Despite pleas from residents against an appeal filed by property owners seeking to overturn a ruling against the demolition of three properties in the city’s Downtown Historic District, New Braunfels City Council voted 5-0 in favor of the developers on Monday.

Eli Woolsey and Matt Schumann, doing business as Park Haus LLC, sought to demolish properties addressed at 173, 189 and 207 East San Antonio Street and repurpose materials into a retail development, Shoppes on the Plaza.

Buildings are proposed to be two stories and provide approximately 4,100 square-feet of retail and office space and 1,300 square-feet of retail or restaurant space, developers said, with an additional 61 parking spots included behind the Shoppes. 

“The building will have a range of designs, pulling in aspects new and old, to embrace both the historical significance of our city while welcoming its new possibilities,” Woolsey Design Build said in a statement released Monday.

“We know these properties have massive potential for capitalizing on downtown’s unique physical assets and heritage. With effective planning practices, we can help to sustain an active district and maintain its legacy.”

Because the properties are within a historic district, developers filed a Certificate of Alteration to allow demolitions. The city’s Historic Landmark Commission, charged with determining if razing the structures would adversely impact the district, voted to allow 

complete demolition of the latter property but only partial demolition of the other two. 

Amy McWhorter, the city’s historical preservation officer, said one building dated back to the mid-1800s and was once among Harry Landa’s downtown businesses. She said both structures, and a third built in the 1930s, have since been so heavily altered that they no longer convey the same historic or visual significance as others in the historic district.

McWhorter cited the city’s 2008 downtown historic resources survey, which found “they lacked sufficient historic significance (to include) in a National Register of Historic Districts.”

City code requires properties in historic districts — no matter their condition — be restored in ways that preserve their historical integrity and match facets of similar structures in the district.

However, city officials said both buildings weren’t even close to existing fire code standards, noting electrical wiring as a problem in one and the basement foundation of concern in the other. They said both buildings likely contained lead, asbestos and other toxins.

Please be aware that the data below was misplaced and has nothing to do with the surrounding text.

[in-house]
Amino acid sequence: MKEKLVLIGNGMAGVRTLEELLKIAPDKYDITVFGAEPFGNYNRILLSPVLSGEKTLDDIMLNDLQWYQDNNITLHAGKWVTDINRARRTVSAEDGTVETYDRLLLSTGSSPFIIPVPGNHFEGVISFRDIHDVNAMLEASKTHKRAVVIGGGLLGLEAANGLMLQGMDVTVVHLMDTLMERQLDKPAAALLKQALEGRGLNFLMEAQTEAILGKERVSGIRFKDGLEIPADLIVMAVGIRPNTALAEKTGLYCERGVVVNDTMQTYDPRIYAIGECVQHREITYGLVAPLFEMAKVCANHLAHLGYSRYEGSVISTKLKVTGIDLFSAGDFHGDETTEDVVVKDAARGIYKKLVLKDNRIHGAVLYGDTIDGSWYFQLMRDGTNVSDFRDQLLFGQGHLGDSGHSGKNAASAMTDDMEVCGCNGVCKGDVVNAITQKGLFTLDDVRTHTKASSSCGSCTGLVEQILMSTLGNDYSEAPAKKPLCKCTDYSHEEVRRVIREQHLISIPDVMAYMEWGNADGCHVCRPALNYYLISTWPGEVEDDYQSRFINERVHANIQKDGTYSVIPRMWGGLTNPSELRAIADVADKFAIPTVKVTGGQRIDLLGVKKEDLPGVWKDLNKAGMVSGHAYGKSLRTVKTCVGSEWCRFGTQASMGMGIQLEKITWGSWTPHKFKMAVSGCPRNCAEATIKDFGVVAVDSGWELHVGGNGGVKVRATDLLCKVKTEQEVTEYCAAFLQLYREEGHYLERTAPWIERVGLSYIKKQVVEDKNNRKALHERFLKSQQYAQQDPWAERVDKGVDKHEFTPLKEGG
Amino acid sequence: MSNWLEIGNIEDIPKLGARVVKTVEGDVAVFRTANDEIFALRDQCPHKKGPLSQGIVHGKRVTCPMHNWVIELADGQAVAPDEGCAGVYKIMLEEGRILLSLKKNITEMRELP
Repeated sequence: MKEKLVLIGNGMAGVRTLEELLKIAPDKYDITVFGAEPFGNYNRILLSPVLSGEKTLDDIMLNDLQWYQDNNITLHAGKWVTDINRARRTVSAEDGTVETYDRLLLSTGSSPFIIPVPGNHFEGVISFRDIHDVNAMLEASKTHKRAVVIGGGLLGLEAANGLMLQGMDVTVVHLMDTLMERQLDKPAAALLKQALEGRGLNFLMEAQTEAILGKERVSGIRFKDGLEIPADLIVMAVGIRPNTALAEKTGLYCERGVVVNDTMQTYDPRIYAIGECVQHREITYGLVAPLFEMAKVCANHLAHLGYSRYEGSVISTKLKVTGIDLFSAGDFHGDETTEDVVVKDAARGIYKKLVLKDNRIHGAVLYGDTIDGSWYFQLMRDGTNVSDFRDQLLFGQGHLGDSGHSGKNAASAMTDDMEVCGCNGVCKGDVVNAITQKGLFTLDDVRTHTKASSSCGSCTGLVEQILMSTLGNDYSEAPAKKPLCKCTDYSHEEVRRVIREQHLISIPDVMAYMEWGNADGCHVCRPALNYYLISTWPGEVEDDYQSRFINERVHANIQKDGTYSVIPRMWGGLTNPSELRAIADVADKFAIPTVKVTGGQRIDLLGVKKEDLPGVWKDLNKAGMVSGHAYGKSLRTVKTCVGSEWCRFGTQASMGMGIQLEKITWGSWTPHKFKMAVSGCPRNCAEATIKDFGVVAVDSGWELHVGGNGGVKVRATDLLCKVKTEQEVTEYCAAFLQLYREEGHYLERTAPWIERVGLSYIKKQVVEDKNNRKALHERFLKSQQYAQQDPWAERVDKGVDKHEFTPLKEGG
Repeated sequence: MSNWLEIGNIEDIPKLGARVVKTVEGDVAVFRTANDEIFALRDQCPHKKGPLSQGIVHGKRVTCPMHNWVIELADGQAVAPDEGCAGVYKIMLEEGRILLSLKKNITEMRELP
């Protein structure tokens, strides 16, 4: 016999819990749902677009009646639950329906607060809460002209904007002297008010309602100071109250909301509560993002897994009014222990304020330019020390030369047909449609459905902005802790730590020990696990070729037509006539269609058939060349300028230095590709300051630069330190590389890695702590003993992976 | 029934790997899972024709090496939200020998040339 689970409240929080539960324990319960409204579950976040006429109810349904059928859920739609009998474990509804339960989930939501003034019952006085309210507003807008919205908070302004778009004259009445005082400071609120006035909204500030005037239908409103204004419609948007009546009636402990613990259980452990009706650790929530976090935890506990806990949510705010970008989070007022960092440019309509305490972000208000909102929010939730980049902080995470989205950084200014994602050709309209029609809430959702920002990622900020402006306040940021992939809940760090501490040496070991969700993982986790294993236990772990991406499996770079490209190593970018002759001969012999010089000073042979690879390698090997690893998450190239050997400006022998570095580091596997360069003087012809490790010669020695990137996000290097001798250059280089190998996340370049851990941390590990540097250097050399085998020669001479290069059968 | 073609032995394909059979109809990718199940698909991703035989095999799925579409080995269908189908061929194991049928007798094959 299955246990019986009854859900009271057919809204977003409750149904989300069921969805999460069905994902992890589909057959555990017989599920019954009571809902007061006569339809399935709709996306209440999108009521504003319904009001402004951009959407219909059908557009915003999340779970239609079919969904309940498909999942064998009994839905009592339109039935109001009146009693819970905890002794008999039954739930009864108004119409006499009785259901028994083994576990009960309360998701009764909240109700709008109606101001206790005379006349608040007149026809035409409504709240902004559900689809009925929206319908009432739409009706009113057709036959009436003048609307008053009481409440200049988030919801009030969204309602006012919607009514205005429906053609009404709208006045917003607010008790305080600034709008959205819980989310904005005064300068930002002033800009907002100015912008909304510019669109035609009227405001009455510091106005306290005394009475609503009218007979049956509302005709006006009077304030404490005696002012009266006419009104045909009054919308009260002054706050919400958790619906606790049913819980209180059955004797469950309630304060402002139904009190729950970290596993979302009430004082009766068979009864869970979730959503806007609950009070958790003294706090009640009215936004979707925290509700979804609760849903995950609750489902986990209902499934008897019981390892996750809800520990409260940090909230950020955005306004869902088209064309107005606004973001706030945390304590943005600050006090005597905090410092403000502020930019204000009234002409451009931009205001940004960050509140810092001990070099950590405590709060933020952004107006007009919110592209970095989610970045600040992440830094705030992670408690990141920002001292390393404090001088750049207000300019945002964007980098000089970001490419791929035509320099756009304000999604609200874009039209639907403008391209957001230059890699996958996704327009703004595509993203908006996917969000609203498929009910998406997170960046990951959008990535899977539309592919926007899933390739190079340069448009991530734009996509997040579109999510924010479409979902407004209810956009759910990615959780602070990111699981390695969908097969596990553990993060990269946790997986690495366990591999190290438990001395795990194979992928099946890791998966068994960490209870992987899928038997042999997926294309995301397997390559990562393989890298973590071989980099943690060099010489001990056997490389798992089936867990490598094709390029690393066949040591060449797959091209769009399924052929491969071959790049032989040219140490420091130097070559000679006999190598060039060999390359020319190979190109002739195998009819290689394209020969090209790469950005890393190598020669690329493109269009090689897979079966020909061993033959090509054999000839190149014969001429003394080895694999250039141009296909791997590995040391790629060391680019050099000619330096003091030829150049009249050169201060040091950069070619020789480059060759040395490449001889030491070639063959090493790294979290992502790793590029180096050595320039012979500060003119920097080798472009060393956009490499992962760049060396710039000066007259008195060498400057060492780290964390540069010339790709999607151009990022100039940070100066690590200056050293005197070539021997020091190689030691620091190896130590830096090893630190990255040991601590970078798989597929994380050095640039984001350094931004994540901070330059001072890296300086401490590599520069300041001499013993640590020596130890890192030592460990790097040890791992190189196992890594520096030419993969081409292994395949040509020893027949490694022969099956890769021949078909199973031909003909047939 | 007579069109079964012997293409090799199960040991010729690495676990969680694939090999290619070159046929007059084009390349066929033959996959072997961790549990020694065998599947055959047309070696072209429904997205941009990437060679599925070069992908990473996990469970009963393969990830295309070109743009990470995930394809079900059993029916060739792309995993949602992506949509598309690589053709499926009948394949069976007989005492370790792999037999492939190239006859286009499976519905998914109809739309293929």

Woolsey and Schumann said they considered moving or donating the three buildings, estimated to cost $130,000 alone for the middle building. They said demolishing the buildings would at least provide bricks and other historical material to repurpose into the new property.

Steven Digges, who saw the downtown historic district’s creation while representing District 6 on City Council from 2007-14, said the developers “could take these buildings and make (the area) look even better — it would revitalize downtown and make everybody proud.”

Others, including Lauren Riojas-Fitzpatrick and husband Thomas and HLC member Carola Davis, cited historical concerns and reminded of the city’s 175th birthday while speaking complete preservation of the properties.

“Just because they are old doesn’t mean they are historic,” countered Toya Ohlrich Boyer, who supports the development.

Developers said “there is no denying the importance of helping our city’s leading industry, tourism and hospitality, which accounted for 25 percent of jobs in New Braunfels, by bringing solutions and economic vitality to the historic downtown business district.

“We plan to continue our good-faith commitment to an economic process that will effectively preserve historic materials and revitalize downtown,” their statement said. 

Council members, minus absent members Wayne Peters and Leah Garcia, had their questions during 20 minutes of discussions. All five, including Mayor Barron Casteel, voted to overturn denial of the certificate.

“There might be a free-market solution to this — where you could find someone to put in the time and money needed to get these buildings up to code,” said Matthew Hoyt, District 4 council member. “But I don’t feel comfortable mandating (developers) to put all of this money into these buildings to get them up to working standards.

“That would be holding them to a higher threshold than what we require other people to do.”

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